Viewing long-distance shooting gave way to talking about “social distancing” in basketball circles last week.
A fast break?
That took a back seat—and, later, a spot in the trunk—to an outbreak that had reached pandemic proportions.
Days after overwhelming Niles North High School 48-24 in a Class 4A Elk Grove Sectional boys basketball semifinal at Robert Morris University in Arlington Heights on March 10, Loyola Academy’s top-seeded Ramblers had to absorb some tough news: They would not get to face third-seeded Evanston Township High School in a sectional final on March 13.
The Illinois High School Association had cancelled the rest of the postseason for teams in all classes—1A through 4A—amid concerns about the COVID-19 (coronavirus) outbreak.
“We were all devastated by the news,” said Loyola Academy coach Tom Livatino, whose 30-4 squad had a legitimate shot at advancing to the Final Four in Peoria. “We understood why the decision was made.
“We love these guys, this team. We are proud of the people they are and of their commitment to shared excellence.”
Their brilliant defense, once again, stifled and frustrated a foe in what turned out to be the final prep game for nine Loyola Academy seniors. The Ramblers led 14-1 after one quarter, 24-8 at the half, and enjoyed cartoonish advantages of 31-9, 40-15, and 44-17.
Many claim defense is all about attitude. But Livatino said his all-in, buy-in hoopsters hit the court with other immeasurable attributes.
“It’s also the way we guard, along with the system behind it,” Livatino said after the sectional semifinal. “We don’t guard individually; we guard as a team. And it’s about the guys, collectively—they’re great guys, uncommon guys. They’re not normal high school players, and we take pride in that.”
In its three playoff games this winter, Loyola Academy allowed an average of 23 points. That’s not a typo.
That’s wonderfully ridiculous, an unheard-of figure.
Elk Grove High School scored only 20 points in a 38-point loss to Loyola Academy in a regional semifinal on March 3.
“If you don’t play good defense, you don’t play in our program,” said Ramblers junior guard Vaughn Pemberton, who scored a game-high 15 points against fourth-seeded Niles North and nailed a three-pointer that capped a 7-0 run at the 3:49 mark of the third quarter. “I found that out back in my freshman year. Having a strong defensive mentality, it’s what makes us tough We practice as hard as we play. Our practices are the same as our games—exactly the same.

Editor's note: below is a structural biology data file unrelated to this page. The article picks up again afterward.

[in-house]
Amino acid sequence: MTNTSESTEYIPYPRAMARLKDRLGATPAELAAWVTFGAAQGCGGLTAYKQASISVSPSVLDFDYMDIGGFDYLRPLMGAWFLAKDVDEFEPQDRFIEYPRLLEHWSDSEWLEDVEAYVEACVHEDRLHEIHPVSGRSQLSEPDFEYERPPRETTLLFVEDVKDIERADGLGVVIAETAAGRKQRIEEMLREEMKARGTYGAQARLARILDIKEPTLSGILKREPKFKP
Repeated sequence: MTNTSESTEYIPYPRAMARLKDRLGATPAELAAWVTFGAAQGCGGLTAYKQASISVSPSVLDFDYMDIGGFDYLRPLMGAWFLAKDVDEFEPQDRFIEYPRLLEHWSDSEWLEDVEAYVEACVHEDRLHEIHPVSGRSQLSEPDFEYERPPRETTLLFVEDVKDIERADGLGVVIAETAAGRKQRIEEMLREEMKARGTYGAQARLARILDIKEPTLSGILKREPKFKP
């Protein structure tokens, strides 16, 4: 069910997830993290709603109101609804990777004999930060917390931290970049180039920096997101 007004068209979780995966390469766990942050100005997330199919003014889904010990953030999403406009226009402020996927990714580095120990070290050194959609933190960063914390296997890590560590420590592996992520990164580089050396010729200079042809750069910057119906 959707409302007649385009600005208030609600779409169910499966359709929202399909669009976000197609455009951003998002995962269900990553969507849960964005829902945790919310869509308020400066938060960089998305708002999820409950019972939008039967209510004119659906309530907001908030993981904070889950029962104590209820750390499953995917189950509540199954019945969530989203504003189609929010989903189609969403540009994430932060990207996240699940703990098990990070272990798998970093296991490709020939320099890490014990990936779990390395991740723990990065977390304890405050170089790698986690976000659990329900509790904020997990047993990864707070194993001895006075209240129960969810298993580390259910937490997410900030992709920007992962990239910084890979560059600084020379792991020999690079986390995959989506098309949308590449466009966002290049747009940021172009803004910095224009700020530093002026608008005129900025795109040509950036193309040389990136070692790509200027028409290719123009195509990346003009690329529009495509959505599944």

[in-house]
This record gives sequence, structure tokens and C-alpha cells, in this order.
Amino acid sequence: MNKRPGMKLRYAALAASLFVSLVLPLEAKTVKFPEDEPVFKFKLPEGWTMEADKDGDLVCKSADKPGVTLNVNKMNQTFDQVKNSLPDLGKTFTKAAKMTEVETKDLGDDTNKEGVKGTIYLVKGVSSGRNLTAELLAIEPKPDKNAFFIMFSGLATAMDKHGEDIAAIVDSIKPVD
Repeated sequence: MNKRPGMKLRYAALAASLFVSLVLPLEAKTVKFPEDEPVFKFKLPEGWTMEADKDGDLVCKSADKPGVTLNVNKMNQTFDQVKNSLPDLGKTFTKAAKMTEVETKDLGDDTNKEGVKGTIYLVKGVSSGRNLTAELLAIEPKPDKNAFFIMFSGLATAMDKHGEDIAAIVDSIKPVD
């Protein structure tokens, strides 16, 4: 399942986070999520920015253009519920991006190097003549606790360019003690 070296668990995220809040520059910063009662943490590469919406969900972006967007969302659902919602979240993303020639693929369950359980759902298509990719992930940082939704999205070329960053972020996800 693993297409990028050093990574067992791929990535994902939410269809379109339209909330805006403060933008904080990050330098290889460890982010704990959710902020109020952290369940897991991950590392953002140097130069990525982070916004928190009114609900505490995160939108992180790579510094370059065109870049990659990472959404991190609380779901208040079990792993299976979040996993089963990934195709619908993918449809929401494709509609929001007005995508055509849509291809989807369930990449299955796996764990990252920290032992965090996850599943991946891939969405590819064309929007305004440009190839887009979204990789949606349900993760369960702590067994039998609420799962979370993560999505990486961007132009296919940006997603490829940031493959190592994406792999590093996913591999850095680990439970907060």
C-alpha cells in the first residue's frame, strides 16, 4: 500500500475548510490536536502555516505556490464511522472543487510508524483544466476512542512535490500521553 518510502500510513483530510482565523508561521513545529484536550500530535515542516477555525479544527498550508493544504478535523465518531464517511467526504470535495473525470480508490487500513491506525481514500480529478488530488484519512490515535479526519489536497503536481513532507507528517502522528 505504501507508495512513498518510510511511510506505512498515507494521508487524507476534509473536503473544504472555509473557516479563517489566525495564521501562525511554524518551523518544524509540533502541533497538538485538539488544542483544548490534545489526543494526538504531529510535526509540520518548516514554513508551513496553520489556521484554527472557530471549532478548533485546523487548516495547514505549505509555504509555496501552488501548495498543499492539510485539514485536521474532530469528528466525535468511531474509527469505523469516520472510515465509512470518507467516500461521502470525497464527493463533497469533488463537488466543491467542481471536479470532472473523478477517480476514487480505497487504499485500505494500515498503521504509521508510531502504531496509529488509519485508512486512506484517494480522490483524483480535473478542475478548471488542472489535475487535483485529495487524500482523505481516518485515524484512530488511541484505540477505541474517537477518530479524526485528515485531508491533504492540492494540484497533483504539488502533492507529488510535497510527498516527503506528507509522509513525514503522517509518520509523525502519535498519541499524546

“They’re similar, mostly because of our head coach’s intensity. Coach Livatino’s intensity helps me become a better player. My teammates feel the same way.”
With his team up 16-1 last week, Livatino— animated, fiery, passionate, laser-focused— coached like LA was trailing 16-1. It’s what he does in each game, no matter the score.
He cares, deeply, as a coach and as a teacher. Every. Single. Possession.
“In order to be successful, you have to sacrifice some of yourself for the betterment of the team,” Livatino said after finding out his Ramblers wouldn’t get the opportunity to defeat Evanston—a Final Four team in each of the past two seasons—for a second time this winter. “This is a very special group of guys, our seniors. They are championship people—the best is yet to come for all of them.”
Loyola Academy 6-foot-8 senior forward Bennett Kwiecinski (nine points, six rebounds) ended his prep scoring career on an emphatic note, expanding the lead to 42-17 via a dunk with four seconds left in the third quarter.
The Siena College-bound Kwiecinski paced Loyola Academy’s balanced offense in scoring (13 points per game) in 2019-2020.
His 6-8 twin, Drake University recruit Jordan Kwiecinski, snared five rounds in his final game in LA basketball togs. Ramblers senior guard Matt Enghauser poured in 10 points, including a pair of treys, against Niles North, and Billy Palmer, another senior guard, finished with six points—all coming in the third stanza—and six boards.
Enghauser opened the scoring with a threepointer 39 seconds after tipoff. Ramblers senior guard Will Pujals (six points) followed suit 22 seconds later, and Livatino’s boys were off and running—and dominating.
Pujals’ second three-pointer of the night highlighted a lengthy, textbook possession near the end of the first half. Rambler after Rambler delivered sharp pass after sharp pass along the perimeter and to the corners, as each disciplined, selfless player worked, worked, and worked some more for an open shot.
Pujals drained the triple with 59 ticks left before the break.
Loyola Academy limited Niles North senior combo guard Aquan Smart to three first-half points and eight points overall. The 6-foot-3 University of Maryland recruit had entered the game averaging nearly 24 points per game for a 27-win team.
Days later, Livatino was asked to come up with his favorite moment of the season.
He couldn’t narrow it to one.
“Every day,” the coach said. “To be around this team, these guys, was a reward. The journey with them was a reward, too.
“I look forward to being connected with them, as friends, forever.”